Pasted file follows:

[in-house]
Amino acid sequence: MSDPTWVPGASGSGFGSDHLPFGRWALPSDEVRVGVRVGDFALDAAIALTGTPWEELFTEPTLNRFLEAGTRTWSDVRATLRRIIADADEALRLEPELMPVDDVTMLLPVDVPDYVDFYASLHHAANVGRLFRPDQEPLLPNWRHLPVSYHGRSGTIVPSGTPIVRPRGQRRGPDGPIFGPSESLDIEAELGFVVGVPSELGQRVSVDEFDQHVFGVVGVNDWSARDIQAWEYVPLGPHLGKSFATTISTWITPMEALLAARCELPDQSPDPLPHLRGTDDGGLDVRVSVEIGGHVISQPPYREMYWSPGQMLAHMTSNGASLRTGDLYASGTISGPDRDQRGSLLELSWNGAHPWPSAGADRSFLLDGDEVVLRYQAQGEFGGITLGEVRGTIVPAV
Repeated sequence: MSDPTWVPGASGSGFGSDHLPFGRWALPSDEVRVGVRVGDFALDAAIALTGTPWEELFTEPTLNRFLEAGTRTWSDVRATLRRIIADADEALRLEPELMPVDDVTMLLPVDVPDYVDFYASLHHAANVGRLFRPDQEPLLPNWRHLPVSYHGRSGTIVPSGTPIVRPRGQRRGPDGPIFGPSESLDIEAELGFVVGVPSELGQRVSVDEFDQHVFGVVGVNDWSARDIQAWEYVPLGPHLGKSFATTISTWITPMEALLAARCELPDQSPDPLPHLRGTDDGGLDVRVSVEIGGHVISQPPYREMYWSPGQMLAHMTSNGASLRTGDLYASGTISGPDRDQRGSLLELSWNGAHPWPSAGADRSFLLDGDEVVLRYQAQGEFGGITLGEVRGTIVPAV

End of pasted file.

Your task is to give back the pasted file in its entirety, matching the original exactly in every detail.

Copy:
[in-house]
Amino acid sequence: MSDPTWVPGASGSGFGSDHLPFGRWALPSDEVRVGVRVGDFALDAAIALTGTPWEELFTEPTLNRFLEAGTRTWSDVRATLRRIIADADEALRLEPELMPVDDVTMLLPVDVPDYVDFYASLHHAANVGRLFRPDQEPLLPNWRHLPVSYHGRSGTIVPSGTPIVRPRGQRRGPDGPIFGPSESLDIEAELGFVVGVPSELGQRVSVDEFDQHVFGVVGVNDWSARDIQAWEYVPLGPHLGKSFATTISTWITPMEALLAARCELPDQSPDPLPHLRGTDDGGLDVRVSVEIGGHVISQPPYREMYWSPGQMLAHMTSNGASLRTGDLYASGTISGPDRDQRGSLLELSWNGAHPWPSAGADRSFLLDGDEVVLRYQAQGEFGGITLGEVRGTIVPAV
Repeated sequence: MSDPTWVPGASGSGFGSDHLPFGRWALPSDEVRVGVRVGDFALDAAIALTGTPWEELFTEPTLNRFLEAGTRTWSDVRATLRRIIADADEALRLEPELMPVDDVTMLLPVDVPDYVDFYASLHHAANVGRLFRPDQEPLLPNWRHLPVSYHGRSGTIVPSGTPIVRPRGQRRGPDGPIFGPSESLDIEAELGFVVGVPSELGQRVSVDEFDQHVFGVVGVNDWSARDIQAWEYVPLGPHLGKSFATTISTWITPMEALLAARCELPDQSPDPLPHLRGTDDGGLDVRVSVEIGGHVISQPPYREMYWSPGQMLAHMTSNGASLRTGDLYASGTISGPDRDQRGSLLELSWNGAHPWPSAGADRSFLLDGDEVVLRYQAQGEFGGITLGEVRGTIVPAV